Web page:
I was first introduced to foam flies around ten years ago. One of my favourite dry flies up to that point was the big ugly ‘Madam X’, which is basically a big clump of deer or elk hair, over a yellow body, with rubber legs in the shape of an X, hence the name.
Madam X was very successful for me, but it had a major drawback, the same one that affects all fur, hair and feather dry-flies, you have to dry the damn things every five seconds.
So when I saw foam flies I was hooked, and as it transpires so were plenty of fish. I would back a big fugly foam fly splashed down over fish feeding on miniscule somethings, to an imitative pattern any day.
“It’s an ages-old question: Do trout sometimes prefer a beat-up pattern?”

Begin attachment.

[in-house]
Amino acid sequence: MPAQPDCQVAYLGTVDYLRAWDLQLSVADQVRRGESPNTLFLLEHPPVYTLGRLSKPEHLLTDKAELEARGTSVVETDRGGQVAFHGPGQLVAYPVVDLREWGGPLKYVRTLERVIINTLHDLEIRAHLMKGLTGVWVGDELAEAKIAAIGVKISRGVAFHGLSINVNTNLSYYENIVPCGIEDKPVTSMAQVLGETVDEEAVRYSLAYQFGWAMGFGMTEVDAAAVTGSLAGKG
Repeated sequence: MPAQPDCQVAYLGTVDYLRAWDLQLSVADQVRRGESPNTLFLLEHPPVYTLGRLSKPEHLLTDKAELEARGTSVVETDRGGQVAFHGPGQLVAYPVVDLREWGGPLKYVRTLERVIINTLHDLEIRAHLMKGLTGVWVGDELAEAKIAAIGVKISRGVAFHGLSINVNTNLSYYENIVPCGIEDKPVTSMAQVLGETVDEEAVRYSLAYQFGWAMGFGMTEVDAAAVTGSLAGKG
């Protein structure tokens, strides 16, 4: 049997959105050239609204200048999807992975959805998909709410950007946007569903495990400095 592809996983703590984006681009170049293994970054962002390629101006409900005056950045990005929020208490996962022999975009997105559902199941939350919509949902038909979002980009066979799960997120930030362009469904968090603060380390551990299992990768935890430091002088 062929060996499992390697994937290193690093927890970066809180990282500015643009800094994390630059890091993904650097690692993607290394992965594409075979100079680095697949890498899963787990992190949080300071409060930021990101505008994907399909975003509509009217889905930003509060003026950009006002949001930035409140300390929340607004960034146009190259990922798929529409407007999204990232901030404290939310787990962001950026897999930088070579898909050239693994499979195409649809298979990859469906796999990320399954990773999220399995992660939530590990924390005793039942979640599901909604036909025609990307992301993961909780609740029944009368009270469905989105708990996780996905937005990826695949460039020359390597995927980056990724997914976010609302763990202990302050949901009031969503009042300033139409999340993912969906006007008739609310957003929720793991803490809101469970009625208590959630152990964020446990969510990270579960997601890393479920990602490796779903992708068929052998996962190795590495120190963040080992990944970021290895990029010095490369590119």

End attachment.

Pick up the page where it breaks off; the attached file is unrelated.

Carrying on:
The excellent MidCurrent blog features an excellent (of course) article by Paul Schullery on the old question of whether ratty, beat-up flies catch more fish than neat’n’tidy offerings.
If you buy store-bought flies, have a read of these articles and then take to your flies with something rough like a piece of hacksaw blade or a piece of Velcro. Picking out some fur with a pin or needle will help too. And as the article says if your fly gets a bit ratty, but is still catching fish, for goodness sake keep using it.
Commercially tied flies are tied to meet the demands of the first rule of fishing tackle retailing; ‘First Catch Your Fisherman’. I should know – I owned a tackle shop for ten years.